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Author Topic: The Hyssops, huge nectar/pollen plants for the bees!!!  (Read 9538 times)
Cindi
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« on: April 26, 2008, 08:53:20 AM »

I have three pictures that I would like to show of the two cultivars of anise that I planted last year.  They are perennials and are coming up gangbusters now too, I will be taking many cuttings and propogating the "bush" type, the name of the cultivar is "Blue Fortune", the other type is a floppy asise that I grow from seed.  If you get any chance, get to a nursery to get some of the anise hyssop for your bees, they will thank you, it grows well anywhere.  Beautiful and most wonderful day, Cindi

The mother anise hyssop (Blue Fortune cultivar)plants that I take cuttings from



A close up of the mother plant



Bees on the mother plant



A picture of what the cuttings look like when they begin to set their blooms



This picture shows the mother plants on the left and some of the cutting plants on the right.  The mother plants are pretty much finished blooming, while the younger plants keep the blooming season going on until frost kill because they are a younger plant.  This keeps the plants in bloom almost all summer when they begin to bloom. (oops, did it again, posted a picture twice, bad me).  The mother hyssops are the larger plants on the left with the flower blooms that are pretty much on their last leg..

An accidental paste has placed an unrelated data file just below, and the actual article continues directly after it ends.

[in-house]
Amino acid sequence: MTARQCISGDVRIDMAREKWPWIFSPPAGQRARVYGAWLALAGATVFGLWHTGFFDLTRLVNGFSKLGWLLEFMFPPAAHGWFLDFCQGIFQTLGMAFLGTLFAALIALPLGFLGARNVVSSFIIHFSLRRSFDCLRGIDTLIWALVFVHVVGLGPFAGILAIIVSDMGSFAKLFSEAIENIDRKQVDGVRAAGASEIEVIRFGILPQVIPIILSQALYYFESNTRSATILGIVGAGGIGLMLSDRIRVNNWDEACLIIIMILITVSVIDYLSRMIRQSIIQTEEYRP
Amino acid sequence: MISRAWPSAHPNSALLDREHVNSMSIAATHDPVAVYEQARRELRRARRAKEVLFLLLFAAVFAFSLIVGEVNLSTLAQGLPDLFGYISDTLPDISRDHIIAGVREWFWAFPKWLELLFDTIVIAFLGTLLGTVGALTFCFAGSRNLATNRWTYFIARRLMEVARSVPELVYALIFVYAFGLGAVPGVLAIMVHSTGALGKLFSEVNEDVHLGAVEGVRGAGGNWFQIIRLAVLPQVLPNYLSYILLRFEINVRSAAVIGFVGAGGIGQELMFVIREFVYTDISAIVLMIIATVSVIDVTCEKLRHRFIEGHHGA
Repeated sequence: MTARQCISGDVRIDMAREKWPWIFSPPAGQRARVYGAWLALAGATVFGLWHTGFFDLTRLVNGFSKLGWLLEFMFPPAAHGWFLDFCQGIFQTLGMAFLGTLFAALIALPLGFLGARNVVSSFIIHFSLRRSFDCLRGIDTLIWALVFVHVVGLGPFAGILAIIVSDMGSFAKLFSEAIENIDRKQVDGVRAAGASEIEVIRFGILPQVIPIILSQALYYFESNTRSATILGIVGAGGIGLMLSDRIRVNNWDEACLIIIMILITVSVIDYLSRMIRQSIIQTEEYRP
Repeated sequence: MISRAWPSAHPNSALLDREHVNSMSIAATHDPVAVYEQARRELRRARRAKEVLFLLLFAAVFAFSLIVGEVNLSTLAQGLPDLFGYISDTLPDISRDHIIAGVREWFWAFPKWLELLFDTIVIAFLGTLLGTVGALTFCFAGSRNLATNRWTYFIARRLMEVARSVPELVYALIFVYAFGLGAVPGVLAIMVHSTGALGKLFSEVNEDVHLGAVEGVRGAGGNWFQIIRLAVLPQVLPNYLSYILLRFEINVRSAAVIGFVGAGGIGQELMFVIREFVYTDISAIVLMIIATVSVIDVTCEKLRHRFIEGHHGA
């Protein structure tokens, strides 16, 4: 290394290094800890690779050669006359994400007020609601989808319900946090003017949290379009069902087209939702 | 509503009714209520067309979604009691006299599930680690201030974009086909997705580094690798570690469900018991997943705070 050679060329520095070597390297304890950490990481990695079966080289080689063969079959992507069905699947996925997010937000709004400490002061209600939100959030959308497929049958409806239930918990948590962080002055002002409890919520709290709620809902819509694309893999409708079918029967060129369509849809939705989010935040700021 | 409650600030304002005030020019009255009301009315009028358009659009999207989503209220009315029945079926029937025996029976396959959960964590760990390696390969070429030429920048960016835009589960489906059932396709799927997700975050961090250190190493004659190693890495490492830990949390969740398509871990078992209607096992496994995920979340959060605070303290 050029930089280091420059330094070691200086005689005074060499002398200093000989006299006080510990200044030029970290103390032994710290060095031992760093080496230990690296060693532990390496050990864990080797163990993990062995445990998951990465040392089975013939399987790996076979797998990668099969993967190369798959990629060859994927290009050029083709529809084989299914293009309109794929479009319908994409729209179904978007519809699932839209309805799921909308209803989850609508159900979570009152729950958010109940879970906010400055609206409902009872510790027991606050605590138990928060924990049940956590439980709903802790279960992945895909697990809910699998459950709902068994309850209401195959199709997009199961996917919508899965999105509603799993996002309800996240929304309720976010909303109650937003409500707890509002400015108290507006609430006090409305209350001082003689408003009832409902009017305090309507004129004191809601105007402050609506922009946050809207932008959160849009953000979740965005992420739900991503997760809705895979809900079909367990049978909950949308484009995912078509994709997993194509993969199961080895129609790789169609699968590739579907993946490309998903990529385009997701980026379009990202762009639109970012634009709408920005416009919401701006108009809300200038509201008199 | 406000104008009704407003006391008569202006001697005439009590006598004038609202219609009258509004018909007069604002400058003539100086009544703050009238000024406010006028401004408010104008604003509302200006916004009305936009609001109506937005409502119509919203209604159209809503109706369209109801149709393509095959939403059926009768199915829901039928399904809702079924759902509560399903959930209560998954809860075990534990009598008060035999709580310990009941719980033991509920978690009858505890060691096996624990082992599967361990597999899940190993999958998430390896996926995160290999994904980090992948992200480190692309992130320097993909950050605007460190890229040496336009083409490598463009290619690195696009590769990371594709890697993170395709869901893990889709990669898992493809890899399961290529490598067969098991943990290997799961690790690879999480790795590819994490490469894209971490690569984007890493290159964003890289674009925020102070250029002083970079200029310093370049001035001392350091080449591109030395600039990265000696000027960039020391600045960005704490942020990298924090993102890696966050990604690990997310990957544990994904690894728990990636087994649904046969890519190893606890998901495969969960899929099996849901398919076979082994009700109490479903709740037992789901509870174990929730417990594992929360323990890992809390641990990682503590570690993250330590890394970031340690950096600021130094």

Lastly, this is the anise anisata that I take the seeds from, the bees love it too, but it is more of a floppy plant, this is what the seed plants will look like this summer when they begin to bloom for you.  Enjoy and have that beautiful and wonderful day, Cindi

« Last Edit: April 26, 2008, 11:44:17 PM by Cindi » Logged

There are strange things done in the midnight sun by the men who moil for gold.  The Arctic trails have their secret tales that would make your blood run cold.  The Northern Lights have seen queer sights, but the queerest they ever did see, what the night on the marge of Lake Lebarge, I cremated Sam McGee.  Robert Service
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« Reply #1 on: April 26, 2008, 10:28:15 AM »

Looks good Cindi. I have lots of flowering plants, trees and shrubs too, and will keep a look out to see what they like best.
We have lots of sweet rocket (hesperis) here, and I'm hoping it's a good bee plant.
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Brenda
Dane Bramage
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« Reply #2 on: April 30, 2008, 07:03:35 PM »

Great pics Cindi!

I really want to add this all around my area as well.  I ordered 100's of anise hyssop seeds and have been attempting to germinate them.  They are very slowly starting to come up now (I'm germinating them indoors in coir cubes), but only a few.